Autodesk continues questionable behavior during SolidWorks World.
Today I am at SolidWorks World. It's a great event. Nice staff, enthusiastic users, great exhibit floor with lots of vendors - who also seem very happy!
On the other side of the street, Autodesk is holding a launch of its Inventor of the Month effort. They have set up a Waveloch wave machine - a big, sloped pond that shoots water and waves so people can surf on the spot. Cadwire.net has the announcement: Autodesk Announces WaveLoch as Inventor of the Month for January 2006 .
The tactics used by Autodesk are interesting - if familiar - as a new low in the world of juvenile marketing activity in the CAD world. The launch has been set up in the hotel directly opposite Ceasar's Palace, the Imperial Palace. Signs and footprints (yes footprints) point to the event.
However, the launch site itself is unfortunately about a quarter of a mile walk through the parking garage of the Imperial Palace and across a dusty parking lot. I did the walk, and got repeatedly lost (the footprints are not as consistent as they could be.)
More disturbingly, I hear reports that the Autodesk PR people stationed a person at the top of the escalator headed into SolidWorks World to persuade people to go visit Autodesk.
The responses of the press and editors I hang around with has both verbally and via email been one of dismay and disappointment. Everyone seems to agree that Autodesk has stooped to a new low with this effort, and all the press I spoke to have refused to visit the launch during SolidWorks' flagship event. Apparently not many SolidWorks World attendees bothered to make the long and dirty walk either!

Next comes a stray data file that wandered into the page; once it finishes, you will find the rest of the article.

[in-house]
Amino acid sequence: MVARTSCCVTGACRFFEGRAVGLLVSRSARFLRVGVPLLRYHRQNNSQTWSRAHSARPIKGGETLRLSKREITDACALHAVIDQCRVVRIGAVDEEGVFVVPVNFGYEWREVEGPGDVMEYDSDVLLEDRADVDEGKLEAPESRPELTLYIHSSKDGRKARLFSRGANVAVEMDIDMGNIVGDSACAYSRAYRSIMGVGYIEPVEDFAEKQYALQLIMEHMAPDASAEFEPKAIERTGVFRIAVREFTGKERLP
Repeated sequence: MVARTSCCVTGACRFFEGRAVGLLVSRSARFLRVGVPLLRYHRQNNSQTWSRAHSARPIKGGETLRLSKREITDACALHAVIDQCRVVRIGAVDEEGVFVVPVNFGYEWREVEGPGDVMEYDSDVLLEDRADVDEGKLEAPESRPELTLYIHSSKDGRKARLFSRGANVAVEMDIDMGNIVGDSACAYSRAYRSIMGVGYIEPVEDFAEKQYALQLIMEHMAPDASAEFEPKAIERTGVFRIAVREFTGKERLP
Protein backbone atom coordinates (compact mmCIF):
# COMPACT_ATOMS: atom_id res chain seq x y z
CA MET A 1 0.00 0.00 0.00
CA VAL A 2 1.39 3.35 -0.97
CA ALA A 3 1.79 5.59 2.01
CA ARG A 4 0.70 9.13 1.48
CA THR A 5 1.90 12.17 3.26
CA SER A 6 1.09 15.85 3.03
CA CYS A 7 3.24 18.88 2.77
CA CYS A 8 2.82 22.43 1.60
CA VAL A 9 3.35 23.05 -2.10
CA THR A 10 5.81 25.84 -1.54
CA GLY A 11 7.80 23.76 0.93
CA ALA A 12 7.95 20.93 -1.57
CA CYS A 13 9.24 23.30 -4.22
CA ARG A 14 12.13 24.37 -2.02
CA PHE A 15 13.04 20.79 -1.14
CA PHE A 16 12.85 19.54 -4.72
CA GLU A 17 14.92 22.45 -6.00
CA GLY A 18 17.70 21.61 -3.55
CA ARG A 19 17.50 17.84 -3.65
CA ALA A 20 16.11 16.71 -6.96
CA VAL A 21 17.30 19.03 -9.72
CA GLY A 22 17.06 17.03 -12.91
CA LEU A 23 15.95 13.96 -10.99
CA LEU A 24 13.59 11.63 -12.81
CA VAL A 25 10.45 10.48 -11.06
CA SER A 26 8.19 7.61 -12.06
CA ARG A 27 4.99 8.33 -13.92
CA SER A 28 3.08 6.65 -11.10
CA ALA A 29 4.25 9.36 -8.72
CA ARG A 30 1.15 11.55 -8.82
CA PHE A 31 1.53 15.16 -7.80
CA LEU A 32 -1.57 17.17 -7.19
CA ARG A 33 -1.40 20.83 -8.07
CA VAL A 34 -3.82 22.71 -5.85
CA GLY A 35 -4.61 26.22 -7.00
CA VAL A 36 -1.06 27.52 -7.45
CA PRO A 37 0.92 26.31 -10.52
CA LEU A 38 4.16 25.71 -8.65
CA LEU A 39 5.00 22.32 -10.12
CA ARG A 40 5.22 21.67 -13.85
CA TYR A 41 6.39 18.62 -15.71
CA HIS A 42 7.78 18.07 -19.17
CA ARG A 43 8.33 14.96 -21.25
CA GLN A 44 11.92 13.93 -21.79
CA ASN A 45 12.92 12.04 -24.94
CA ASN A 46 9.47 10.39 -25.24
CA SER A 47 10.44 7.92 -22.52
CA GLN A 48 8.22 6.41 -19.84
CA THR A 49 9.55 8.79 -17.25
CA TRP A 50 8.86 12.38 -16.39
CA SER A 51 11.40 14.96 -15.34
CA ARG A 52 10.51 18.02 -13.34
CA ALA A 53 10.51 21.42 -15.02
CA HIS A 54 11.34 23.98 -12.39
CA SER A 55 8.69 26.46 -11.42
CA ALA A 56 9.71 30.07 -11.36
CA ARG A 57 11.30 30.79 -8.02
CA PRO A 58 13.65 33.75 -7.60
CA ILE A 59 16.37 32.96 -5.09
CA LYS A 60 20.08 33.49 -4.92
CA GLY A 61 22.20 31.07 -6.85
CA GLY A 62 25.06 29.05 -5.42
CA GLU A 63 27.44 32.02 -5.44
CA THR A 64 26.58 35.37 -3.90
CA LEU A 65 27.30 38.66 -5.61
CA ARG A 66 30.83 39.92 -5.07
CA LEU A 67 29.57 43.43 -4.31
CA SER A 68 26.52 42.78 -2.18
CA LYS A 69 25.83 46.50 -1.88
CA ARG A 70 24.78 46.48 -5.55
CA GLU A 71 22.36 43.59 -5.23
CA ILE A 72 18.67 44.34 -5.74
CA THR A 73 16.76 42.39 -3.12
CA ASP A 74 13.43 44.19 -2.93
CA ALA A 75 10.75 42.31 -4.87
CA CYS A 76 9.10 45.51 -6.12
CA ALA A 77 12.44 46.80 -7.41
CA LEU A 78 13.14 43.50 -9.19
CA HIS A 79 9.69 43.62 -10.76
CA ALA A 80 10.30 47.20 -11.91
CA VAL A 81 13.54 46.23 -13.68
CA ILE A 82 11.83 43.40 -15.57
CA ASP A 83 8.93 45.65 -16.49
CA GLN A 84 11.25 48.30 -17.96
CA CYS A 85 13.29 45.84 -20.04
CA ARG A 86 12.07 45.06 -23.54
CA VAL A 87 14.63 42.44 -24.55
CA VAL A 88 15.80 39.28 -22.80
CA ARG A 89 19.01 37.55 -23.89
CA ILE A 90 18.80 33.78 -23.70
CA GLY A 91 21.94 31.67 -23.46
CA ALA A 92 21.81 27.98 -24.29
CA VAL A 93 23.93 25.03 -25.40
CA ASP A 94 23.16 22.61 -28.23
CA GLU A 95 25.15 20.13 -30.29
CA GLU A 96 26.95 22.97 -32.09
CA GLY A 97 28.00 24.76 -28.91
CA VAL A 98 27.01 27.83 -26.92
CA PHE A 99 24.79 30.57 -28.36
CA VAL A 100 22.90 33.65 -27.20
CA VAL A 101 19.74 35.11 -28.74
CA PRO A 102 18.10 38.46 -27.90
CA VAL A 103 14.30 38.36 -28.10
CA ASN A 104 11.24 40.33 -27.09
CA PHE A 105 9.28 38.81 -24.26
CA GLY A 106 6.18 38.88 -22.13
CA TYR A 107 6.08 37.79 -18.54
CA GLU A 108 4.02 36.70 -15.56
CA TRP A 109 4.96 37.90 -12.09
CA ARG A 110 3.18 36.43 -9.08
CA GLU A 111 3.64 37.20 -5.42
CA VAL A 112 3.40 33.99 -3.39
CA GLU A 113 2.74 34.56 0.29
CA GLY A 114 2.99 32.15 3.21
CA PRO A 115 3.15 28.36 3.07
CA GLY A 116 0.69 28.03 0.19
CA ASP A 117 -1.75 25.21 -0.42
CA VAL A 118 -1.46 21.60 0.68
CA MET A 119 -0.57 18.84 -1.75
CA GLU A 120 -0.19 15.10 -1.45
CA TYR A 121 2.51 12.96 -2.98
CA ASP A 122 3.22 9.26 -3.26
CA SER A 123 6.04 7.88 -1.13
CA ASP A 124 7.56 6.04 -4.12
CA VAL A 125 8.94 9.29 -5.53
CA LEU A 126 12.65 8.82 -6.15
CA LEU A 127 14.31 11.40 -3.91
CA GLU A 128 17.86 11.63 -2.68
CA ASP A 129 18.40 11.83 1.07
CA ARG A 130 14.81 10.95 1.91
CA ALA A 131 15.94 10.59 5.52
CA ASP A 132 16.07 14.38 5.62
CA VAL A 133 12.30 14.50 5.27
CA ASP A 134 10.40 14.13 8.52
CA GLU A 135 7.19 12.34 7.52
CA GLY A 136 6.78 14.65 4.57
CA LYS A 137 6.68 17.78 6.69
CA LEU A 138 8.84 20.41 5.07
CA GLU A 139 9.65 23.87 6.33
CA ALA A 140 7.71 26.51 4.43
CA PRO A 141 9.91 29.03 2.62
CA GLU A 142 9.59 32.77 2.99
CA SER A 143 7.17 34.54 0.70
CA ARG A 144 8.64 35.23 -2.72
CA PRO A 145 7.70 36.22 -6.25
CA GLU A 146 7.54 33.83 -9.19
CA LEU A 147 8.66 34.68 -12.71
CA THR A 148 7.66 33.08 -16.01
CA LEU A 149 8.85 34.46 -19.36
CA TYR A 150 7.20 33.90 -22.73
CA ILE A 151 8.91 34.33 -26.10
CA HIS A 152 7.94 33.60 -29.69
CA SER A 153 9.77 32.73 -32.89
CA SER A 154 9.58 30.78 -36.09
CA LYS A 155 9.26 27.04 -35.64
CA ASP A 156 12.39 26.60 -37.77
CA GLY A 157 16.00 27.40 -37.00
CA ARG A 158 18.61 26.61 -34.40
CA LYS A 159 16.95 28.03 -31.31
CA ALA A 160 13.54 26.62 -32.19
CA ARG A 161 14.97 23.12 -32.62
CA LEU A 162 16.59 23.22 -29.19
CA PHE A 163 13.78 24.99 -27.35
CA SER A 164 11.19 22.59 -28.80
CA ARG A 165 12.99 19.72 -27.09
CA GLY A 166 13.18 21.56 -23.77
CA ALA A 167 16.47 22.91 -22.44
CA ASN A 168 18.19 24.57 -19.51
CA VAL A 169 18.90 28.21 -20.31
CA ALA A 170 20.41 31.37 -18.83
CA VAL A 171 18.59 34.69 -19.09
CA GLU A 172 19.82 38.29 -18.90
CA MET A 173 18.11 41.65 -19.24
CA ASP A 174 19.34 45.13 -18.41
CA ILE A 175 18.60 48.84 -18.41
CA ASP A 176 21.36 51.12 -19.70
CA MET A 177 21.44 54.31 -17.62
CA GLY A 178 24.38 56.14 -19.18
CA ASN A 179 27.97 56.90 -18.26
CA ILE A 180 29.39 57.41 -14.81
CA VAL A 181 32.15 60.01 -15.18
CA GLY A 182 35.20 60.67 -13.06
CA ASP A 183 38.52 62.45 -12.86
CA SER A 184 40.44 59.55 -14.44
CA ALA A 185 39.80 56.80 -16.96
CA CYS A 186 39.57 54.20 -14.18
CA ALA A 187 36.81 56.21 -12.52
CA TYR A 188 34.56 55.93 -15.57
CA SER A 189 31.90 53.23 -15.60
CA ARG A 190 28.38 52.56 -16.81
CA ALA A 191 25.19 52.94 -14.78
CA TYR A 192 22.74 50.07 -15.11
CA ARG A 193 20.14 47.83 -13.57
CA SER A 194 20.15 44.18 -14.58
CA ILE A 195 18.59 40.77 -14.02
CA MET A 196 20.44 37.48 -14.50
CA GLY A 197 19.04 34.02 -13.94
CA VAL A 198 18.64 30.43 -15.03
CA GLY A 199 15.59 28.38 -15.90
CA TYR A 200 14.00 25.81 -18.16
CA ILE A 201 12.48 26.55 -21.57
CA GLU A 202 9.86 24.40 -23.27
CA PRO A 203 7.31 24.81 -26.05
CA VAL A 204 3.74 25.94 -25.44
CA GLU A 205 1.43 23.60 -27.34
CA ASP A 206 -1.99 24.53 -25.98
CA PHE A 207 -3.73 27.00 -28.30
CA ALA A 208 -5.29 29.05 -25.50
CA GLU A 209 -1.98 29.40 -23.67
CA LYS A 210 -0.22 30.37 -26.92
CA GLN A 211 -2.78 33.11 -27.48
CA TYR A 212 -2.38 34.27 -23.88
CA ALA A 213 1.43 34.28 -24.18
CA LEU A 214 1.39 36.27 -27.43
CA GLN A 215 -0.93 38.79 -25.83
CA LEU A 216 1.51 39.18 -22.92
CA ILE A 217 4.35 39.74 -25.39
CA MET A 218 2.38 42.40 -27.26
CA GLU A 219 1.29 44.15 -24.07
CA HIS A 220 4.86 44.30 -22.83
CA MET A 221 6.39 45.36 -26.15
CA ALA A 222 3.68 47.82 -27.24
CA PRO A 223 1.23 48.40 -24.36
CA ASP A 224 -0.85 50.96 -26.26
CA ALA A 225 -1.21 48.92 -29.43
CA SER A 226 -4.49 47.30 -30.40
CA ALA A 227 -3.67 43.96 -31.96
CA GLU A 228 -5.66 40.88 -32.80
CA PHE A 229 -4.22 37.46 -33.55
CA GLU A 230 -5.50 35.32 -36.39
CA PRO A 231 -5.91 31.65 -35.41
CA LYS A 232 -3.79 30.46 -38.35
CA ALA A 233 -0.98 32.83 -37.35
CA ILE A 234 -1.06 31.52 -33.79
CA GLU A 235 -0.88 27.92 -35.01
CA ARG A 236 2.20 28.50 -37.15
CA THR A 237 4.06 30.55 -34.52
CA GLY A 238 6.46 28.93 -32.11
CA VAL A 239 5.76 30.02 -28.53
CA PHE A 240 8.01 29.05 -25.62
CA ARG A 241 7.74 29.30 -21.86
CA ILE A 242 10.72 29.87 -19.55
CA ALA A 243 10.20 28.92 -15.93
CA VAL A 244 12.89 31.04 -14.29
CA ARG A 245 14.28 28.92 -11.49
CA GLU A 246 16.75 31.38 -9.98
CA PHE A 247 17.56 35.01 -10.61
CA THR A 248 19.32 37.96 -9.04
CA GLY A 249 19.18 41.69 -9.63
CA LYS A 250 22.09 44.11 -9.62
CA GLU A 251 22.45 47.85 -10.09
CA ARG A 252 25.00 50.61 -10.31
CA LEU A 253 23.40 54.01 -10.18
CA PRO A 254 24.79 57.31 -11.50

More promisingly, even refreshingly, though, the SolidWorks Management that I spoke to simply shook their heads and said 'Move on!' I am glad to see that they continue to act with dignity.
Evan Yares has said it best i think. From his blog article:
"I'm still trying to figure out what Autodesk gets out of this. They're unlikely to gain any significant sales from the handful of users they talked to, and they've done nothing to improve their standing among the press and analysts attending SolidWorks World."
My own take: SolidWorks' corporate culture does not encourage this kind of tit-for-tat marketing. Evidently Autodesk's does and it does not place them in the kind of light that engenders goodwill towards the company from anybody. Users, press, analysts, competitors. This kind of 'badwill' will eventually reach back to bite them.